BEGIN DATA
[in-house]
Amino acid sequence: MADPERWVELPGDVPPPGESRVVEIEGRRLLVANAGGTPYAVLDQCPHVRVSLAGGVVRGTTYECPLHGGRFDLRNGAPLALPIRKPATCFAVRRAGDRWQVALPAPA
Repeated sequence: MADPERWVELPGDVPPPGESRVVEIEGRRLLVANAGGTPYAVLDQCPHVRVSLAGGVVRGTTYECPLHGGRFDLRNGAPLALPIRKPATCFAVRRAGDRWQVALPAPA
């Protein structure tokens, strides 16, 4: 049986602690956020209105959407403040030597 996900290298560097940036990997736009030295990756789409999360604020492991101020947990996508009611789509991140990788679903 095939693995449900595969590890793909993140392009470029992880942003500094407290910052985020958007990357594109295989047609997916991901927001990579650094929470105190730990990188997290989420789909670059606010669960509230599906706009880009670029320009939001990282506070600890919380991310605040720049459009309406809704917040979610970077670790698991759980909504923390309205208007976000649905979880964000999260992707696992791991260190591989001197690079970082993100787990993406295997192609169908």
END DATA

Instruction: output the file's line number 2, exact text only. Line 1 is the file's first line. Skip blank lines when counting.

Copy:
Amino acid sequence: MADPERWVELPGDVPPPGESRVVEIEGRRLLVANAGGTPYAVLDQCPHVRVSLAGGVVRGTTYECPLHGGRFDLRNGAPLALPIRKPATCFAVRRAGDRWQVALPAPA